For Dan and his conspirators, Pagan is an avenue for exploration, but the band have managed to find a distinct style that finds a middle ground between their varied influences without coming across as jarring and incoherent. “Because we’ve all been playing and writing music for song long, even before Pagan was a twinkle in anyone’s eye, I think we have all developed our own styles and bags of tricks. So even though we do try to branch out and draw from a lot of different places, everything we write will always have our own spin on it which makes it pretty easy to keep a constant vibe through the songs. In my opinion, if you look at our songs like ‘Holy Water’ or ‘Silver’, and then look at songs like ‘Blood Moon’ or ‘Il Malocchio Si Chiude’, they’re very different types of songs, but it all belongs together. I think Nikki’s vocals really act as a great rope that ties everything together really well too.”
This coming together of minds has allowed for a jumping off point, of sorts, that will surely only allow the quartet more room to experiment. “Progression is so important to us,” Dan confirms. “Not just as a band but also as individuals. I love the record that we made and I’m so proud of the songs, but I would hope and pray that what I’m writing now sounds nothing like what I’m writing in three or five or ten years time! I was actually speaking with Matt on the phone this morning, and we kind of had the first proper conversation about album number two and some of the things we want to try. Though I don’t think it’ll be a complete departure from Black Wash, there’s definitely already some really cool ideas for new curveballs and things to try. We’ve been getting really into jazz and classical music, and I’ve been exploring synths and electronic music a lot too, and this is all stuff that will no doubt come into play as we continue to develop as a band.”
It’s clear, then, that Pagan take their music seriously. In fact, Black Wash could even be considered as somewhat of a concept album. A fictional story of a person succumbing to the wills of a cult or religious sect (AKA The Church of Black Wash) only to find there is no way out is, in truth, a metaphor for a relationship that Nikki was in for a long time. But, whilst the band fully embrace metal’s theatrical side, they’re not averse to having fun with the established order, as shown by their bright pink gig flyers and promo shots in front of neon pink inverted crosses.“I think we almost take it as seriously as much as we don’t, to be honest,” Dan admits. “I’d look at Pagan as being pretty dark and theatrical haha! I think the witty and fun side of the band comes more from the fact that as people away from music, that’s just kind of who we are and again, Pagan is really just a summation of the human beings that work together to make it what it is.”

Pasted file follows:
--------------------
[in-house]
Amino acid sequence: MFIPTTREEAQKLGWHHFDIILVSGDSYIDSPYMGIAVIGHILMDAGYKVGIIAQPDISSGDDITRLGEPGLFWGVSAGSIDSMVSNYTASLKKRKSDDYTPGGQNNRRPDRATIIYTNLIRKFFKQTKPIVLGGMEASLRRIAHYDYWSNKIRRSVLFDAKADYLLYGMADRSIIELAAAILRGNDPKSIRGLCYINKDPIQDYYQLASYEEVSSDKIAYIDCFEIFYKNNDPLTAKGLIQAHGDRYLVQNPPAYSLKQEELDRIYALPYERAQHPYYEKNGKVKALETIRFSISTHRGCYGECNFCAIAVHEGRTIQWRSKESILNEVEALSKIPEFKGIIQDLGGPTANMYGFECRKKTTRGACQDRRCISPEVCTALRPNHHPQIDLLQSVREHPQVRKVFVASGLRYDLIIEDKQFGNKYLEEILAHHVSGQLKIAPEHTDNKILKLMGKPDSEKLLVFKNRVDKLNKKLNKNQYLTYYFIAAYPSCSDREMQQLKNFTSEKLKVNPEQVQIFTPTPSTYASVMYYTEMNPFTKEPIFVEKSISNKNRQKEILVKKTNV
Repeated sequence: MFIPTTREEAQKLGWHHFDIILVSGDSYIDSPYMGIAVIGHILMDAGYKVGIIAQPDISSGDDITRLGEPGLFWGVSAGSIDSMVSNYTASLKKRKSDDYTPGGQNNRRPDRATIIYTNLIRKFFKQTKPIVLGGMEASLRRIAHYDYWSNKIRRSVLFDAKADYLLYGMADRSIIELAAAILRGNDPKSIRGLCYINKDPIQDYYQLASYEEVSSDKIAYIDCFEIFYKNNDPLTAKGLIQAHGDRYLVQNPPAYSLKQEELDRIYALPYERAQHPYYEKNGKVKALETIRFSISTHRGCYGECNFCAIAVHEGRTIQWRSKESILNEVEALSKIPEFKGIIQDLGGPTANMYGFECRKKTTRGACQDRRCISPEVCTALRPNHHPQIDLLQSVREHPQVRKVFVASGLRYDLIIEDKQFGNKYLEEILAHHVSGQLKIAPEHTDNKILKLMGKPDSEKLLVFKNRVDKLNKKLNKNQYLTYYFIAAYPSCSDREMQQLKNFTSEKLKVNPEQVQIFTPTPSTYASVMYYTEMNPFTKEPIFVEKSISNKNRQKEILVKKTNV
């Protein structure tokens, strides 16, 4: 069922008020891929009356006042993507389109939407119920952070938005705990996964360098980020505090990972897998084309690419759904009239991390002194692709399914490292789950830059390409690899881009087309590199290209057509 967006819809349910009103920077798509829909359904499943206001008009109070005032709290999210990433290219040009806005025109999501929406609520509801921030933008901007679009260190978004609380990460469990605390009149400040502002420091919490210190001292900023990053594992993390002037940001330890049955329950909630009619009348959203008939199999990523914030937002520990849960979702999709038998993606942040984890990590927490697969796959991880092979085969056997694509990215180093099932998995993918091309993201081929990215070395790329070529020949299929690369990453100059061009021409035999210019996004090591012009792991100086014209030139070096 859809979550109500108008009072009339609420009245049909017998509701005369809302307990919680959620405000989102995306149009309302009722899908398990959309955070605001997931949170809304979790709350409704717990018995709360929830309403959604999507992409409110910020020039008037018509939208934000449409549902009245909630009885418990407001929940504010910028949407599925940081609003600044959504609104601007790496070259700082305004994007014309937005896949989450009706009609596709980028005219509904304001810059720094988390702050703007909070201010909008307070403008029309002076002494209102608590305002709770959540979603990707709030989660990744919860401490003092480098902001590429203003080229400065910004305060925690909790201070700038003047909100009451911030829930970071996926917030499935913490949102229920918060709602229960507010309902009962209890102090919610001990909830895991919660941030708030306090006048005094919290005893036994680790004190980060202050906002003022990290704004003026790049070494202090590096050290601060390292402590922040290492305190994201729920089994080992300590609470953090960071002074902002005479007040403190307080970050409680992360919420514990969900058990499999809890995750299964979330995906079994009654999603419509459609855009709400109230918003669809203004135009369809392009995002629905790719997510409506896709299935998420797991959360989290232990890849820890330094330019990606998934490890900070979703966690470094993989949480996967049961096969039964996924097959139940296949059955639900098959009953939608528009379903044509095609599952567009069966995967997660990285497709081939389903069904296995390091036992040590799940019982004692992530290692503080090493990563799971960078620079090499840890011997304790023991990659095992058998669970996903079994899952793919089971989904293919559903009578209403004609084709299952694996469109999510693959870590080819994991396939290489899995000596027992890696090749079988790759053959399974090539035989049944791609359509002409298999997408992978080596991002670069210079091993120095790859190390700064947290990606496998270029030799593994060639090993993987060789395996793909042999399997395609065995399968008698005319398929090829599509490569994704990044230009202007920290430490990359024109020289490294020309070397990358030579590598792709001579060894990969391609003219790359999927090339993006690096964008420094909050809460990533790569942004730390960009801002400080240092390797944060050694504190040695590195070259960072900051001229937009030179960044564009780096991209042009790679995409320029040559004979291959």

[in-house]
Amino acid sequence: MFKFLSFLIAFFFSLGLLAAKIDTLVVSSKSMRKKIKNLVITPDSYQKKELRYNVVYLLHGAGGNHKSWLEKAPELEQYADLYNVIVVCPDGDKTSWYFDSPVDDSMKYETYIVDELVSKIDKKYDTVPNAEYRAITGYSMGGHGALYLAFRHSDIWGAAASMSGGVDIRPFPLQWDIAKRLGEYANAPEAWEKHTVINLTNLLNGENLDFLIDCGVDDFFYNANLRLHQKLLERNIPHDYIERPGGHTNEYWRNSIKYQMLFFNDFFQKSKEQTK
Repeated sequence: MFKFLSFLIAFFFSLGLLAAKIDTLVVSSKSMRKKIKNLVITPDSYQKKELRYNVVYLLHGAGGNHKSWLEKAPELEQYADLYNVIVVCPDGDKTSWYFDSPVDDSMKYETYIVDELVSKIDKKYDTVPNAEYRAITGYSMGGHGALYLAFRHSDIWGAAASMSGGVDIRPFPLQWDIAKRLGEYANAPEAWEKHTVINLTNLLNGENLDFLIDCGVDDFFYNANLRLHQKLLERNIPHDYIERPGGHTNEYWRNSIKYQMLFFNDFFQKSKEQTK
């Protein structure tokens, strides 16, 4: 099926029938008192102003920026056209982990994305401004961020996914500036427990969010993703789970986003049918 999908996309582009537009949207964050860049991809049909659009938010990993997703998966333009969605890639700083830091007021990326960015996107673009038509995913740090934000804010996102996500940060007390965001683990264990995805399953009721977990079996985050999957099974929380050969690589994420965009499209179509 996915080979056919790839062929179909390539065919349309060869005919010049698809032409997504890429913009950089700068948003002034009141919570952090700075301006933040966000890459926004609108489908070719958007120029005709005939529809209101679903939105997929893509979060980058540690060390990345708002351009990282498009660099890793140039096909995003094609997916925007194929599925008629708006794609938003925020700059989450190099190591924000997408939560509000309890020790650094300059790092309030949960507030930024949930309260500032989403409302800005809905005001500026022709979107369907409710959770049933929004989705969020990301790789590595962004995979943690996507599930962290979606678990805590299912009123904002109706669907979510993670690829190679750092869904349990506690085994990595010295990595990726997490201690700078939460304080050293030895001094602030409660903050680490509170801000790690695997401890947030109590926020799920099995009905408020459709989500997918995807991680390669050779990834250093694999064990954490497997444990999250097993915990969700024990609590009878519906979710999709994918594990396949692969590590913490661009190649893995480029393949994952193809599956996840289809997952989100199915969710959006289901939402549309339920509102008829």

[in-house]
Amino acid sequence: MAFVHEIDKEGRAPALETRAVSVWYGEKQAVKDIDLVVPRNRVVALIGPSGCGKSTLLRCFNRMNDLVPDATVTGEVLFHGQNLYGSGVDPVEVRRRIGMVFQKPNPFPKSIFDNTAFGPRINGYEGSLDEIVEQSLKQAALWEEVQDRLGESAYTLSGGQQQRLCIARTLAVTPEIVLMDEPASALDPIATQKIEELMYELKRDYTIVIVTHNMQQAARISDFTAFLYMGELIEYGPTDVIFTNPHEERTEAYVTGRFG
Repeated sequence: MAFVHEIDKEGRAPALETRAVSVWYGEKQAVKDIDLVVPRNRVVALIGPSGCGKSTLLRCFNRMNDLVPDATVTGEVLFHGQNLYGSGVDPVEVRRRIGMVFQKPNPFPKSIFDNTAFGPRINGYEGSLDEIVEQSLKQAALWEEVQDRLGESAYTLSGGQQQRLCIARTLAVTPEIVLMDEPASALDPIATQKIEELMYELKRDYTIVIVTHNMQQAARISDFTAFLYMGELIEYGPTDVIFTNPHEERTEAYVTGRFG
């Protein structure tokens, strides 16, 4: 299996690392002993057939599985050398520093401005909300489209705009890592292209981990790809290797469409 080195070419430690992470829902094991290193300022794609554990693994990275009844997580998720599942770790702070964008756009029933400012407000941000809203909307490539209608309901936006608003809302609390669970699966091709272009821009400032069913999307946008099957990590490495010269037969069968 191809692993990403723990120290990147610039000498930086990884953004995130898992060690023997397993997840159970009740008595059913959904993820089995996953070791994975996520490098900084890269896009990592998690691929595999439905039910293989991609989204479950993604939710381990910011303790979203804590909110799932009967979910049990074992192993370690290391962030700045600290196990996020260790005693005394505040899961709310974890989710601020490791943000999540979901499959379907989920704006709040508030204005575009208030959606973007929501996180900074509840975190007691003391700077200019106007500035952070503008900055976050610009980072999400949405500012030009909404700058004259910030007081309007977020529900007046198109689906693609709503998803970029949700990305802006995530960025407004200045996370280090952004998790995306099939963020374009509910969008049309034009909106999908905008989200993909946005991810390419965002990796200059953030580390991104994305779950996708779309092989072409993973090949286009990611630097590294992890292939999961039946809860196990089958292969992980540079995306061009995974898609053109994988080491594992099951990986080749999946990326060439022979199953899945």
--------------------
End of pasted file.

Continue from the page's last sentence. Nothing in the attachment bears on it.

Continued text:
“Our mentality from the very beginning was that we wanted Pagan to be a bigger project for us than just writing a few songs,” he continues. “We wanted everything from the visuals, to the social media presence, to the music videos and the live show to all be a part of a body of work that people – us included – can get really immersed in and become a part of. We have been able to create this language, identity and world that kind of exists around the band and it’s been really fun and interesting for us. I know that that’s not for everybody, though, and some bands are quite happy to just shut up and play, and that’s cool too if that makes you stoked!”
This initial concept took some time to iron out (“it took a little while for us to get comfortable”), and Dan is now a tad critical of some of the band’s older work; a band “still trying to find its feed”, he suggests. But, once the band got past the initial stages and, as Dan puts it, said “fuck it, let’s just do what makes us happy”, the result was the uncompromising album that saw the light of day back in July – an album full of blistering blastbeats but also more ambitious flourishes; a quietly progressive masterpiece that’s a far sight more listenable than any of the second-wave-BM imitators out there who would rather stick De Mysteriis Dom Sathanas on repeat than listen to anything new out of fear of comprising the genre’s nihilistic integrity. Black Wash is an album “for outcasts, by outcasts”, a fuck you to your preconceived ideas about how a metal band should look, sound and act, but it’s also just a really fucking good album.
Black Wash is out now on Hassle Records. Purchase here. Catch Pagan on tour in the UK and Europe this winter.
Words: George Parr